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Recovery and Reform
 

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Once the flames died out, San Franciscans began returning to their city. Soon hopeful signs appeared announcing the reopening of businesses. It was a forgone conclusion — San Francisco would rebuild. Even Chinatown, which many reformers wished to see eliminated, remained. Over the next few years, reconstruction of commercial and residential neighborhoods proceeded quickly, and by the end of the decade, physical reminders of the disaster were few.

During the reconstruction, San Franciscans also sought to reform their government. Pre-quake charges of political corruption gained new urgency. One of those caught in the net of reform was Mayor Schmitz. Despite his success in handling the disaster of April 1906, a jury convicted Schmitz of extorting money from businesses and he went to prison.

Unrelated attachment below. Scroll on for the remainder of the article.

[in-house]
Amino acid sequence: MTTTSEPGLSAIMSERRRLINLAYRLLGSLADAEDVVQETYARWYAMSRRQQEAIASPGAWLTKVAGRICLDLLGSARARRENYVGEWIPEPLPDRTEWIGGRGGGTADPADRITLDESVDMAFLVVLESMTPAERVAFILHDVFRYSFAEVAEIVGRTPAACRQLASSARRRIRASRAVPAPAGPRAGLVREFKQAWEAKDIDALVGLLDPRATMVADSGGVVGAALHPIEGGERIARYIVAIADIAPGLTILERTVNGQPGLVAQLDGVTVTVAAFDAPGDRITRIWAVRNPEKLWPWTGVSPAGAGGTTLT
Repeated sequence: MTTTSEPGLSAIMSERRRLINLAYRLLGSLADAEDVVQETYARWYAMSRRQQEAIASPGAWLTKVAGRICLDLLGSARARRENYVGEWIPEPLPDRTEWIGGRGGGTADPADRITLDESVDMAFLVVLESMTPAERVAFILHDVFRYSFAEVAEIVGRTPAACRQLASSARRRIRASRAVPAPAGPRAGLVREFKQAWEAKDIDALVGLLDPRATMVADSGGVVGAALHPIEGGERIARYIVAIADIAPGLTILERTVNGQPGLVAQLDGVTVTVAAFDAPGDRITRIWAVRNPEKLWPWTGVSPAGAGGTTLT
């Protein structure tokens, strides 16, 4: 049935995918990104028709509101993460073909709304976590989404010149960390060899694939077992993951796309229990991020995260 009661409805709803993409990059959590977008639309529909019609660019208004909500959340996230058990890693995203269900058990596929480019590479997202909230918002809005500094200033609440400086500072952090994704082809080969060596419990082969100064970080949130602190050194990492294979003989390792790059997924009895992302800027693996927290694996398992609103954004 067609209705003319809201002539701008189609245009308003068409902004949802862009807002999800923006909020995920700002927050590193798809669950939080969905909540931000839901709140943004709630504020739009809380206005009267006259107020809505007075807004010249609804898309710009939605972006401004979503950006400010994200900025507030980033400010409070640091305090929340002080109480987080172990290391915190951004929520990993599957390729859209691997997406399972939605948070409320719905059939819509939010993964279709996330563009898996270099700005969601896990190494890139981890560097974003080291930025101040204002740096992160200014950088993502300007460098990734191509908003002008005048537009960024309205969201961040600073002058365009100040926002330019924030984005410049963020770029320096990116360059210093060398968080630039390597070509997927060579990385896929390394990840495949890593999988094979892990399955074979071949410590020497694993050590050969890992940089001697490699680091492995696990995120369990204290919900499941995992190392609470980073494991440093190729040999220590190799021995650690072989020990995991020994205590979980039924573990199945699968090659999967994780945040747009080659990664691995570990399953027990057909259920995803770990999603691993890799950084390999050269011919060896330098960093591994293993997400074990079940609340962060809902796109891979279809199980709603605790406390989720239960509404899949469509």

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Reconstruction underway at 4th and market in San Francisco's devastated downtown.

Reconstruction underway at 4th and market in San Francisco's devastated downtown.

Enterprising businessmen in San Francisco and the East Bay saw ways to turn the disaster to their advantage.

Enterprising businessmen in San Francisco and the East Bay saw ways to turn the disaster to their advantage.

Former Mayor Schmitz unsuccessfully appealed his extortion conviction.

Former Mayor Schmitz unsuccessfully appealed his extortion conviction.

Sunset Magazine, two years after, April 1908

Sunset Magazine, two years after, April 1908

While San Francisco struggled to reestablish its prominence following the 1906 disaster, to the south another metropolis was rising amid orange groves and palm trees.  Earthquake shy investors believed (wrongly, it turned out) that Southern California offered a more stable environment.  By the middle of the twentieth century, much of the wealth and influence that marked pre-earthquake San Francisco had shifted to Los Angeles.

While San Francisco struggled to reestablish its prominence following the 1906 disaster, to the south another metropolis was rising amid orange groves and palm trees. Earthquake shy investors believed (wrongly, it turned out) that Southern California offered a more stable environment. By the middle of the twentieth century, much of the wealth and influence that marked pre-earthquake San Francisco had shifted to Los Angeles.



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